July 27, 2008


Huh? What is a reserve list?

Where do you see this?

In articles about property and Government announcements about the sale of land.

What does it mean?

It refers to a method of selling land that the Government introduced in June 2001.

A site on the reserve list will be put up for tender only if developers indicate interest in it by submitting a minimum bid that is acceptable to the Government.

Every six months, the Government rolls out its latest land sales programme. If sites on a reserve list are not triggered for sale in the six months they are made available, they will probably be carried over to the list for the following six months. Alternatively, the Government could put the sites on the confirmed list (see next week's column) for the following six months.

Why it is important?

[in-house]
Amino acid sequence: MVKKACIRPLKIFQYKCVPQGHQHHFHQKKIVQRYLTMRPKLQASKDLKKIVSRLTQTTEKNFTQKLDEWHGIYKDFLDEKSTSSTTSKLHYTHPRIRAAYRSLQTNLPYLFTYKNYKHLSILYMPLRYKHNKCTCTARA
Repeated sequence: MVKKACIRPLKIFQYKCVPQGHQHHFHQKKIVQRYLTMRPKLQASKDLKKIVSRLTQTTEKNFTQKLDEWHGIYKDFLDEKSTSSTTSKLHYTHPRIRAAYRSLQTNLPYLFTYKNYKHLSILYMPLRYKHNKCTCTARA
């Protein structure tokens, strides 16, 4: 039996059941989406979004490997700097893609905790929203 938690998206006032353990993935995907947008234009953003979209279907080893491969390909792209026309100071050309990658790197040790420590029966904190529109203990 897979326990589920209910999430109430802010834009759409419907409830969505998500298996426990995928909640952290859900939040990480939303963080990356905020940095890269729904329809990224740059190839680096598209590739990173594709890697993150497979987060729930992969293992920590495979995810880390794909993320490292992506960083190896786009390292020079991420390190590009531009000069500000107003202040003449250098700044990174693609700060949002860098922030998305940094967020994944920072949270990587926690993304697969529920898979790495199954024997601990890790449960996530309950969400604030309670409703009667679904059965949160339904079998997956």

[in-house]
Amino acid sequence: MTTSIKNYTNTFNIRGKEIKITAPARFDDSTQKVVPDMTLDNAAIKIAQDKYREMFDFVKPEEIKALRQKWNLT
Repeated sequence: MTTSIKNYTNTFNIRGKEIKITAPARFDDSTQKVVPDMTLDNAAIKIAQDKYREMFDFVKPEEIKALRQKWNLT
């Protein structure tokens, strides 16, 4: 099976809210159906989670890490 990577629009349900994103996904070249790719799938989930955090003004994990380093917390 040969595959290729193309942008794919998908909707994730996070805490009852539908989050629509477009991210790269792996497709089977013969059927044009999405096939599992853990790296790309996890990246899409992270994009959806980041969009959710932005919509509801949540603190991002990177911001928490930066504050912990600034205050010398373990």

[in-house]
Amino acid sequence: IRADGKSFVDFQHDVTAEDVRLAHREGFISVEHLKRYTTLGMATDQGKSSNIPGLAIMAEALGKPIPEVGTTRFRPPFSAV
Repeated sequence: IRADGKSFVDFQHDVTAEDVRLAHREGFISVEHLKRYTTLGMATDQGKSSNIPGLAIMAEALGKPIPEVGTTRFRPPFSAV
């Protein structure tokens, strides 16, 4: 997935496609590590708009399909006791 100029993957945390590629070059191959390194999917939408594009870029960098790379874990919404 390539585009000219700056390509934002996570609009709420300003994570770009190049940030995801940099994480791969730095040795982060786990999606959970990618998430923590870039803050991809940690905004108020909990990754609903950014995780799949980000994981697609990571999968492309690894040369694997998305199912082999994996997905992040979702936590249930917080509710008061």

This system introduces greater flexibility into the land sales programme, enabling the Government to respond to market demand. This land sale method was the only one employed by the Government for nearly four years, following the economic and property slowdown that set in after Sept 11.

Developers like this system as it is market-driven, allowing them to adjust supply to meet demand.

So you want to use the term. Just say ...

'Put off by weak sentiment and sales volumes, developers have held back from applying for reserve list sites so far this year.'

Joyce Teo